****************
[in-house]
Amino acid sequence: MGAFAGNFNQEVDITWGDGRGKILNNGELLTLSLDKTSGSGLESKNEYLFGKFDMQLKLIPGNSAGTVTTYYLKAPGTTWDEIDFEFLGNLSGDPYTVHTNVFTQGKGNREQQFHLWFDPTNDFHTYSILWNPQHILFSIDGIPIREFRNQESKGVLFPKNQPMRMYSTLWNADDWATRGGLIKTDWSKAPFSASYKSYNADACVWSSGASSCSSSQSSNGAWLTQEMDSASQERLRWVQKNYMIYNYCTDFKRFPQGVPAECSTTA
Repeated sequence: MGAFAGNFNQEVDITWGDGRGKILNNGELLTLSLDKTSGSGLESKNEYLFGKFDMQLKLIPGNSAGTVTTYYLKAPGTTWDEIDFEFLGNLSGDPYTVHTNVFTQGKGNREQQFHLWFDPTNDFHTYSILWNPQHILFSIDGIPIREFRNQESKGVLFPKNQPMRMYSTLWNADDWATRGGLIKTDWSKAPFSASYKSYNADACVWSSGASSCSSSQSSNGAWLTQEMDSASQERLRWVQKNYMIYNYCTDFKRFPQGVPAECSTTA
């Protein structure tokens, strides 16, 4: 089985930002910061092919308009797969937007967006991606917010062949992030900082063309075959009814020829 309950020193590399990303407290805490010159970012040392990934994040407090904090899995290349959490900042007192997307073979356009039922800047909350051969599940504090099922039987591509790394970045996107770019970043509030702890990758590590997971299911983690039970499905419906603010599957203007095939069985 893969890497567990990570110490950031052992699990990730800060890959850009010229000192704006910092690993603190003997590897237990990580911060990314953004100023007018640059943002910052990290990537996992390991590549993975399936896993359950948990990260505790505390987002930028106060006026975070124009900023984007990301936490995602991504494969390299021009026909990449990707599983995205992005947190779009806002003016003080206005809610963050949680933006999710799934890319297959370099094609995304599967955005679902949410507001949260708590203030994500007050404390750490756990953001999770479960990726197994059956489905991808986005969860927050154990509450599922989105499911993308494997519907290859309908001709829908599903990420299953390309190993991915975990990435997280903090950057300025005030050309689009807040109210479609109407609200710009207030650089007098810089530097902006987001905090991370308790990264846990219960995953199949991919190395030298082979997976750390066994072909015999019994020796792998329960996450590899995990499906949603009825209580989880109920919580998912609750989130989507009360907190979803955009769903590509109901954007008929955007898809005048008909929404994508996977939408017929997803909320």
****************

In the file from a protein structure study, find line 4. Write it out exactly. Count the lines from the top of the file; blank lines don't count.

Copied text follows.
């Protein structure tokens, strides 16, 4: 089985930002910061092919308009797969937007967006991606917010062949992030900082063309075959009814020829 309950020193590399990303407290805490010159970012040392990934994040407090904090899995290349959490900042007192997307073979356009039922800047909350051969599940504090099922039987591509790394970045996107770019970043509030702890990758590590997971299911983690039970499905419906603010599957203007095939069985 893969890497567990990570110490950031052992699990990730800060890959850009010229000192704006910092690993603190003997590897237990990580911060990314953004100023007018640059943002910052990290990537996992390991590549993975399936896993359950948990990260505790505390987002930028106060006026975070124009900023984007990301936490995602991504494969390299021009026909990449990707599983995205992005947190779009806002003016003080206005809610963050949680933006999710799934890319297959370099094609995304599967955005679902949410507001949260708590203030994500007050404390750490756990953001999770479960990726197994059956489905991808986005969860927050154990509450599922989105499911993308494997519907290859309908001709829908599903990420299953390309190993991915975990990435997280903090950057300025005030050309689009807040109210479609109407609200710009207030650089007098810089530097902006987001905090991370308790990264846990219960995953199949991919190395030298082979997976750390066994072909015999019994020796792998329960996450590899995990499906949603009825209580989880109920919580998912609750989130989507009360907190979803955009769903590509109901954007008929955007898809005048008909929404994508996977939408017929997803909320």